The New York Insurance Exchange (“Exchange”) may be back. The idea of re-establishing the Exchange has the strong support of Governor Paterson, Mayor Bloomberg, and a number of legislators in Washington, D.C. and Albany, NY. In addition, New York Superintendent James J. Wrynn has now formed a Working Group (the “Working Group”) to study how best to rebuild the Exchange.

The original Exchange, created by statute in 1978, was an attempt to emulate Lloyd’s of London (“Lloyd’s”) and capture some of the business that was being placed overseas and offshore. The concept was to create a marketplace in New York, the financial services capital of the U.S., for reinsurance and more complex risks that were, for a number of reasons, being placed outside of the U.S. During the same period, Illinois and Florida also opened their own insurance exchanges. For a number of reasons, none of these operations were successful.

The New York statute that created the original Exchange remains on the books and allows underwriting syndicates to write several types of business:

  • Reinsurance of all kinds, including life reinsurance;  
  • Non U.S. direct business;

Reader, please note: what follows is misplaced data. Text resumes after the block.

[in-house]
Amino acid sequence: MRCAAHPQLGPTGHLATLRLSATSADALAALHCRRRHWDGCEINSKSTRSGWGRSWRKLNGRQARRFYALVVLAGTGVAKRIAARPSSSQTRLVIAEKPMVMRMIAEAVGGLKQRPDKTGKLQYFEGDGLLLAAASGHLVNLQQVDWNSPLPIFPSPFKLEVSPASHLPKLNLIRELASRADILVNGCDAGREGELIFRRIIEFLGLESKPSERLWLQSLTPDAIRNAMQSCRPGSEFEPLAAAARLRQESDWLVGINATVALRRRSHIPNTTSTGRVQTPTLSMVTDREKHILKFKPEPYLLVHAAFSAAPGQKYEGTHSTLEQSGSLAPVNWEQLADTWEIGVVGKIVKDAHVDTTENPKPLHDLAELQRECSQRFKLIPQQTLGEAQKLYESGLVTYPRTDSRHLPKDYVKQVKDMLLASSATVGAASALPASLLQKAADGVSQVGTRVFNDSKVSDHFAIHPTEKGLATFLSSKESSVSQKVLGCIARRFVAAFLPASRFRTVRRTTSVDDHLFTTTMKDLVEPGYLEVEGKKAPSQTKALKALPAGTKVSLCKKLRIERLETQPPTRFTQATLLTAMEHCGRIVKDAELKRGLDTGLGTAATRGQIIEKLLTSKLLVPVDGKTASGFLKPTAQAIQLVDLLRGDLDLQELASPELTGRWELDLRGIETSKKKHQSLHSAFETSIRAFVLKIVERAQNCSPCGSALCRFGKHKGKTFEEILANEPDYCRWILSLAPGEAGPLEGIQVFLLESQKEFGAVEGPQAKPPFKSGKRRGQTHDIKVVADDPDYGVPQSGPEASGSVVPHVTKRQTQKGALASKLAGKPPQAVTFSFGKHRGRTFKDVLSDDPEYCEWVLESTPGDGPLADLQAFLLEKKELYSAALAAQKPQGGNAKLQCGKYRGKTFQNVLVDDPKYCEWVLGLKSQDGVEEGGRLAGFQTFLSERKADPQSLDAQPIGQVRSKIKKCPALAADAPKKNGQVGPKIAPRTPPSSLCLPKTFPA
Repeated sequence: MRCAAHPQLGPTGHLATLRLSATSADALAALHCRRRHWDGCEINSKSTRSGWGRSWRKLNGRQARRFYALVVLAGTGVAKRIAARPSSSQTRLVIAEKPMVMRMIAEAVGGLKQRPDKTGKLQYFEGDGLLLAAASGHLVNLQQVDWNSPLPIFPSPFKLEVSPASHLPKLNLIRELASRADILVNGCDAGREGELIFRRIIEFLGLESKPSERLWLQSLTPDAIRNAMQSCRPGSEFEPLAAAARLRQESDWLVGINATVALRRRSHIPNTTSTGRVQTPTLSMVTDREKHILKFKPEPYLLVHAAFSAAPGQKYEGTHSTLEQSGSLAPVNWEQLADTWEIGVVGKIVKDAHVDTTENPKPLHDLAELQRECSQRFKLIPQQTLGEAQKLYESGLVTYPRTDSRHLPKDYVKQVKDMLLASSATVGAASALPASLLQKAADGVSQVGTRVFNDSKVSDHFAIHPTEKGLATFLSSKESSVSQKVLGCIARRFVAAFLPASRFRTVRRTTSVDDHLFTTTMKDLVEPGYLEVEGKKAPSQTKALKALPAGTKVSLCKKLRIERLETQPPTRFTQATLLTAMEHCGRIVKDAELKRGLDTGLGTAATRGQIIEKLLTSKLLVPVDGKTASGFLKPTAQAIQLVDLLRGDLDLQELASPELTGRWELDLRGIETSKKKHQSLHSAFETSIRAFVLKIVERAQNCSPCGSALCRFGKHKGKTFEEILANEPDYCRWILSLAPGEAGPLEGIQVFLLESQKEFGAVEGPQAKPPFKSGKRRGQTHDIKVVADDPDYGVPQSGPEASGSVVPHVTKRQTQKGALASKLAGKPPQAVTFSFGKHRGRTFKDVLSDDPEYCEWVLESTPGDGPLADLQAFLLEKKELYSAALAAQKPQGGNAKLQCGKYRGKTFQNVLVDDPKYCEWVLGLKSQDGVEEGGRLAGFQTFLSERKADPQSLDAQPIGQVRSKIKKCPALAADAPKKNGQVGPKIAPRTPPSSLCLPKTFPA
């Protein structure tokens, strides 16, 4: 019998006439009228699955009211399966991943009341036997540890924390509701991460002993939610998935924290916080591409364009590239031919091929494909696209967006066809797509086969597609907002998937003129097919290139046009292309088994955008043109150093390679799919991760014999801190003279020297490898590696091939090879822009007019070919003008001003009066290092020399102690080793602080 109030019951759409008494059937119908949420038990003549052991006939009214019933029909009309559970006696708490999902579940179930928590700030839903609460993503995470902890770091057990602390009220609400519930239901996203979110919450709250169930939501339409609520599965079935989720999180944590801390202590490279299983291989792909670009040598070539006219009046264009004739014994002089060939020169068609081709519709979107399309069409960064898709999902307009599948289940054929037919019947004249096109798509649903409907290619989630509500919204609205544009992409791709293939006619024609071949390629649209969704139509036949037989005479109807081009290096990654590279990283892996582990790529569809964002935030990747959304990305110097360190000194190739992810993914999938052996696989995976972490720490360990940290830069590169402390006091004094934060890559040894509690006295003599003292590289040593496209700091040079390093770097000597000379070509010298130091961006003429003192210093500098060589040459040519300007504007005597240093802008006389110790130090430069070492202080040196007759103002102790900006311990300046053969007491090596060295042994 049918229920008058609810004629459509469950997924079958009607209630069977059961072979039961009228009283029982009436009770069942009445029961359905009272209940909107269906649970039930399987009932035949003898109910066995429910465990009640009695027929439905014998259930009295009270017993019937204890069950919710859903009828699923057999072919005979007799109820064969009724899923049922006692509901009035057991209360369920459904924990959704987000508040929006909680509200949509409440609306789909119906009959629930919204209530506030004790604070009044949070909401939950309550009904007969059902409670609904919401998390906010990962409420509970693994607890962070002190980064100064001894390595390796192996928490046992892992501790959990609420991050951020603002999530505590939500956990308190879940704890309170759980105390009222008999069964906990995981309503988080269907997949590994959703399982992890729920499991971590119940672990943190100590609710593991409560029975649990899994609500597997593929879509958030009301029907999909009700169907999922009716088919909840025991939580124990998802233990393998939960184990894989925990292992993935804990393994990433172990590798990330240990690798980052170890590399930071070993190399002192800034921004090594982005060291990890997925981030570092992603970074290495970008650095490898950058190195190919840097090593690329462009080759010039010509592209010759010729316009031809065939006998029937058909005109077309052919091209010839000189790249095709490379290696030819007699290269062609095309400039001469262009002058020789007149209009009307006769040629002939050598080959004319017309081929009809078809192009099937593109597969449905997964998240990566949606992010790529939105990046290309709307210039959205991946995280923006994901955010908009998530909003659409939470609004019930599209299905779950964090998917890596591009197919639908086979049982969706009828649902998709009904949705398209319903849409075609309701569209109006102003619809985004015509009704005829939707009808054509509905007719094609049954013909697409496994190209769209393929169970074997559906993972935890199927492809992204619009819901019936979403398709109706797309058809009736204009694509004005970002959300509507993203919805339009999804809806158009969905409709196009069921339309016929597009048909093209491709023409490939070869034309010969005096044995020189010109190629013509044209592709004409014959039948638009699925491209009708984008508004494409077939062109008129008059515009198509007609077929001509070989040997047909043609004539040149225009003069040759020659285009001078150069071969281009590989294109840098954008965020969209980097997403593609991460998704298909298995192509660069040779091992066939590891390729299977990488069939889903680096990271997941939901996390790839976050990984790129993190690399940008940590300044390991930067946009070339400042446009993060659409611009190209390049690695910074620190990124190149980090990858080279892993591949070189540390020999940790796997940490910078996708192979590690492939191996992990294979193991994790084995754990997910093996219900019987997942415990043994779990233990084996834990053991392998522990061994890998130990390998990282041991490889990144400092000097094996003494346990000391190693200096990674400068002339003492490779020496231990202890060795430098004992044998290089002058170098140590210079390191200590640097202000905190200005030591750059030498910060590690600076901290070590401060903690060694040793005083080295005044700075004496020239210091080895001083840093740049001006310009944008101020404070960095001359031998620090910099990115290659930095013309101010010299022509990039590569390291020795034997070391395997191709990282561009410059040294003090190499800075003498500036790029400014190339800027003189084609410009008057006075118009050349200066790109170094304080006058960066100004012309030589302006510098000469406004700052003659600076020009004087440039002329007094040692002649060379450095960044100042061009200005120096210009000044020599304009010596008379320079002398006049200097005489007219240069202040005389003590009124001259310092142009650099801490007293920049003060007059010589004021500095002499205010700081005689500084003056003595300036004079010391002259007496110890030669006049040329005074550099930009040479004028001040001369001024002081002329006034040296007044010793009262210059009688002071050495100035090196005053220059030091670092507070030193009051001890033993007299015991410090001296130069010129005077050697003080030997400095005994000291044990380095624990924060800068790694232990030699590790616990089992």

• Surplus lines insurance in other states; and  
  • New York risks rejected by the New York Free Trade Zone (which permits a New York licensed property/casualty insurer to write insurance exempt from the normal New York rate and form filing requirements on certain unusual or high loss hazard, or difficult to place risks).  

This legislation is broad enough to permit the creation of a new Exchange but may need revision or new regulations to meet the needs of today’s markets and to avoid the challenges that the first Exchange faced.  

To start this endeavor, Superintendent Wrynn invited a number of interested parties, including Stewart Keir, our Locke Lord colleague and former Chief of the New York Insurance Department Insurance Exchange and Excess Line Bureau, to participate in the Working Group. The Working Group met with the Superintendent on January 21, 2010, and is scheduled to have a number of additional meetings over the coming months with the goal of having a final proposal for action in or about September 2010.  

The Superintendent indicated the Exchange:  

  • Must benefit the insurance industry;  
  • Should have a New York City situs and backoffice operations upstate;  
  • Should seek to be rated by a recognized rating agency;  
  • Should have an advanced technology platform, standardized forms, contract certainty and expeditious claims handling; and  
  • Should work with and complement Lloyd’s.  

Sub-groups will be established to work on specific areas:  

  • Regulatory oversight  
  • Capitalization  
  • Tax  
  • Operations and technology  
  • Multi-state issues  
  • Markets  
  • Government relations  

If all proceeds on time and the results are favorable, the Superintendent would like the new Exchange to be up and running by 2011.